FOM: Complex vs. Real, and stability
Yoav
yoavy at math.huji.ac.il
Wed Jan 26 11:31:28 EST 2000
In answer to Mark Steiner's question concerning the model therotic difference
between C (the complex numbers) and R (the reals):
>"hierarchies" of logic that I'm familiar with cannot distinguish real
>from complex analysis, given that formally the only difference between
>them is that the complex numbers are ordered pairs of reals (or can be
>modeled that way). Has any work been done to make these finer
Formally C is NOT the same as ordered pairs of reals. The latter model
is the same as C together with the conjugation automormism \sigma, defined by
\sigma(x + iy) = x - iy . In both <R^2 ; 0,1,+,*> and <C ; 0,1,+,*,\sigma> one
can define the predicate "z is real" - in the first by "z's second coordinate is
0", in the second by "\sigma(z) = z". From here one can get that these models
are bi-interpretable.
In C as a pure field (without \sigma in the language) this predicate cannot
be defined (for example because Th(C), the theory of C, admits elimination of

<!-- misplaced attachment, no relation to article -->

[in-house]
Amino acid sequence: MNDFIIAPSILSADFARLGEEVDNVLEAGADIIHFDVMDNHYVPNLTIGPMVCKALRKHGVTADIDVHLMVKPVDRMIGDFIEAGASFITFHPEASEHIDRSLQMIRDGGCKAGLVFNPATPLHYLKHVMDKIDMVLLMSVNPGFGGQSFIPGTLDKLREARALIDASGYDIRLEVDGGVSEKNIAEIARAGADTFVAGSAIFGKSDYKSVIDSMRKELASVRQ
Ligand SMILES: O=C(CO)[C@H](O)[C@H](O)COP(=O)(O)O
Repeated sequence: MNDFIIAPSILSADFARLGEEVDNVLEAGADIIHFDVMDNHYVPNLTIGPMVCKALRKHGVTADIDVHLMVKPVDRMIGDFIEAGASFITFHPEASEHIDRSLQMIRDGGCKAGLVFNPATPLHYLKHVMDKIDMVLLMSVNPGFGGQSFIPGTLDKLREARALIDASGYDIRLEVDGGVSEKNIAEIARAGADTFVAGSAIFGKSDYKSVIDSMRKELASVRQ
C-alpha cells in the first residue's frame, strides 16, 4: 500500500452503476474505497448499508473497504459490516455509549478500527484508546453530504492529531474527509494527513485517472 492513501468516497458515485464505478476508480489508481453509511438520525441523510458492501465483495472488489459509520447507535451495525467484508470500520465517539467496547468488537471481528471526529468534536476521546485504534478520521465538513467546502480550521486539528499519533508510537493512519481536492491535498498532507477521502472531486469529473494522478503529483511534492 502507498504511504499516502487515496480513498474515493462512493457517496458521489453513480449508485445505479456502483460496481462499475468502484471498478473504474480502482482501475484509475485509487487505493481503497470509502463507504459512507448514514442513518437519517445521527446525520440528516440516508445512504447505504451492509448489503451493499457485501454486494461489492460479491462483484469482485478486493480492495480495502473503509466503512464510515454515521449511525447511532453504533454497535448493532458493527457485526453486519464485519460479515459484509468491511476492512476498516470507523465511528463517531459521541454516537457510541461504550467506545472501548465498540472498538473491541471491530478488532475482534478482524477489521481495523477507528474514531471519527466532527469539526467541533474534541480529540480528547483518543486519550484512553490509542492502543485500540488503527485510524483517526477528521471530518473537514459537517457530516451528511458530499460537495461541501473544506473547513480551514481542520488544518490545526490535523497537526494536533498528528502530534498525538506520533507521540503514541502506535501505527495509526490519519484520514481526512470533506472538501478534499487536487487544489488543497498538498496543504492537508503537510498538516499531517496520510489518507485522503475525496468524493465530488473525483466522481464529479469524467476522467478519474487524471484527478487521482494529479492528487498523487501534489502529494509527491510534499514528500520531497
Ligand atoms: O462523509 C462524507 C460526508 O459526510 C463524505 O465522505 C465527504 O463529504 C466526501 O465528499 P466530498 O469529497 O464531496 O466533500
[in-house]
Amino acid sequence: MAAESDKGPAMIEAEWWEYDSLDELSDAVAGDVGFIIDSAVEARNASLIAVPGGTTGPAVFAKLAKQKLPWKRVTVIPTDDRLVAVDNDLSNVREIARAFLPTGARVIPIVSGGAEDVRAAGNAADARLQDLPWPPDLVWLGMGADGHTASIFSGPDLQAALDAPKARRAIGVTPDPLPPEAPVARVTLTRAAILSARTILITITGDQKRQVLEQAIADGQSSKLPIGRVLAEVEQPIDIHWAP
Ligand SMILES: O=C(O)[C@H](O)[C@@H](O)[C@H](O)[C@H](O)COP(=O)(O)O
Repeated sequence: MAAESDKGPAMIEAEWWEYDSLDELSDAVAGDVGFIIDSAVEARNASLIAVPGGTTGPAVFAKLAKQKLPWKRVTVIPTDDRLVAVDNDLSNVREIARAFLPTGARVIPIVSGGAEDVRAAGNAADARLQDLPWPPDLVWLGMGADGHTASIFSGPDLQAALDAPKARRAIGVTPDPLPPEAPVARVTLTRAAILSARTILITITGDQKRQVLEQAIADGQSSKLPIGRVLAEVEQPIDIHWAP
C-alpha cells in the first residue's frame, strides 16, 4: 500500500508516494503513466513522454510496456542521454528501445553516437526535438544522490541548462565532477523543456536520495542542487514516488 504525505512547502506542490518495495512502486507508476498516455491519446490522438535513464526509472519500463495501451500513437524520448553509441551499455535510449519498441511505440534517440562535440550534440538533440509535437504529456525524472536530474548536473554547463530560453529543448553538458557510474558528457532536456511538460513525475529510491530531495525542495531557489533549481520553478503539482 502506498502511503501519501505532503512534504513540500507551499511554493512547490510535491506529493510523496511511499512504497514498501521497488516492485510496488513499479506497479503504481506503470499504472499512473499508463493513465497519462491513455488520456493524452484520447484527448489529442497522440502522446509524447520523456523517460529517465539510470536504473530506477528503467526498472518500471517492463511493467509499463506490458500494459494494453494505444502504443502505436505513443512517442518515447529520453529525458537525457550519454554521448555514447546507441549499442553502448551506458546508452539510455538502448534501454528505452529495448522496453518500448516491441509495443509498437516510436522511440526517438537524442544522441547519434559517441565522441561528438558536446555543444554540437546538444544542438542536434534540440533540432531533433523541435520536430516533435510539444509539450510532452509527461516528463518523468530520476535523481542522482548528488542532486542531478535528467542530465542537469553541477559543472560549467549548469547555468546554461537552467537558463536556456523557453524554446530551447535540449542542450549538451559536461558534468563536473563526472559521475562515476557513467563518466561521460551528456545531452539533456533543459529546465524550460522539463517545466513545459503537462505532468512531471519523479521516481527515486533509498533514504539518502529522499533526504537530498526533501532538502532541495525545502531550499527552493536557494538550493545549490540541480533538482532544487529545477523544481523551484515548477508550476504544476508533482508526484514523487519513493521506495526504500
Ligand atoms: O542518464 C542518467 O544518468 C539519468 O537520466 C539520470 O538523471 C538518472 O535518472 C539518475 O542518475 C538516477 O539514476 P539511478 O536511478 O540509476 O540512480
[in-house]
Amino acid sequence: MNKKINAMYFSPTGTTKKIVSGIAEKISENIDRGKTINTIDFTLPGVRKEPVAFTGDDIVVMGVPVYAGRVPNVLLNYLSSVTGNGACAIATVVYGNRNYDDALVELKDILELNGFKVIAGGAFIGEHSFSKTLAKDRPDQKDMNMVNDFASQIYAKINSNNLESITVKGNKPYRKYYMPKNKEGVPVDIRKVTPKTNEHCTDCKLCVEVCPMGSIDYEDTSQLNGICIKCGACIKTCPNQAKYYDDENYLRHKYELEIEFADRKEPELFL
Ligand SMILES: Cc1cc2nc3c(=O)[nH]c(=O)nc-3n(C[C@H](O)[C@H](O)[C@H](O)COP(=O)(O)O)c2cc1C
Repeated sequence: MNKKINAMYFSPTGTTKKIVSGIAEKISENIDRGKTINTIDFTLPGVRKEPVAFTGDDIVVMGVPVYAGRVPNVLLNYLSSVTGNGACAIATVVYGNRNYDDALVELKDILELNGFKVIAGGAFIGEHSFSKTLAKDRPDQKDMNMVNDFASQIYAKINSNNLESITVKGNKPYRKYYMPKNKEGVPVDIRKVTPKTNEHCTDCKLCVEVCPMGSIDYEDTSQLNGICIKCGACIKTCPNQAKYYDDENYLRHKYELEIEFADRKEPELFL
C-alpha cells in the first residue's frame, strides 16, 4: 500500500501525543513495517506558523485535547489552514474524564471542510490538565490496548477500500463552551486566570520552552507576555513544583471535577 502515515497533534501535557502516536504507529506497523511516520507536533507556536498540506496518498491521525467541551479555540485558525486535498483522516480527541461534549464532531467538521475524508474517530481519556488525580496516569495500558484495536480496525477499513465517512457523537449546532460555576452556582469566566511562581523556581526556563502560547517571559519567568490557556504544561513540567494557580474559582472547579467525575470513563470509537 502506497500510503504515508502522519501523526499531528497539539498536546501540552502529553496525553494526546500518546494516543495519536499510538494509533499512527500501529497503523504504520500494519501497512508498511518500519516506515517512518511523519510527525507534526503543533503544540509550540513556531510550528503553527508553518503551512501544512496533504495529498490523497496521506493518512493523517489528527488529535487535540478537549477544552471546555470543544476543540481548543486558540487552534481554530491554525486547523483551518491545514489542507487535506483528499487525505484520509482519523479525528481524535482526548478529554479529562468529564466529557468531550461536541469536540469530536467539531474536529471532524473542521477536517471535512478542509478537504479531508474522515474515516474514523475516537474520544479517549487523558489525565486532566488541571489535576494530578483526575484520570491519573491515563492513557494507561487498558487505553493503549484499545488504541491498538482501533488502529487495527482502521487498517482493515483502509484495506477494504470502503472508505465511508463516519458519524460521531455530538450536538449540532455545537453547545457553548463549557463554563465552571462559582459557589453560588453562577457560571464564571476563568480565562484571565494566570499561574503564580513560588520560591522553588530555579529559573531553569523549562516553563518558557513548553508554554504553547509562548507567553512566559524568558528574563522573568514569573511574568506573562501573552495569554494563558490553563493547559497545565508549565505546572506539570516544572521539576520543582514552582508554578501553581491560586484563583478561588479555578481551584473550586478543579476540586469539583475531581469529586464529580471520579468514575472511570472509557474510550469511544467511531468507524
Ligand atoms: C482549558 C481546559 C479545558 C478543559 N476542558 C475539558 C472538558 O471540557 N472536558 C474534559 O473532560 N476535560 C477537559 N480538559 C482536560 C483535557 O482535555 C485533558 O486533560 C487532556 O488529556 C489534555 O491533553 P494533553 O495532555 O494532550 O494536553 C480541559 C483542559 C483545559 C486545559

quantifiers, while Th(R) and the previous two theories do not).
Moreover, Th(C) is what's called a 'stable' theory, meaning that it's very
well-behaved, and can be investigated using the full power of Shelah's
Classification theory.
On the other hand Th(R) interprets a linear order (define "x<y" by "there
exists a non-zero z s.t. x + z^2 = y"), therefore is not stable. For example
one can use a 'small' set of parameters (the rationals Q) to define in Th(R) a
'large' (2^[aleph_0]) set of types - a type for every 'standard' real (using
dedekind cuts), the type of an 'infinite' real (it's consistent, i.e. finitely
satisfiable ,to say "x is bigger than any rational"), the type of an
'infinitesimal' real ("x is positive, but smaller than any positive rational"),
etc.
Name: Yoav Yaffe
Occupation: Ph.D. student in mathematics
Institution: Hebrew University in Jerusalem, Israel
Interests: The model theory of differential fields
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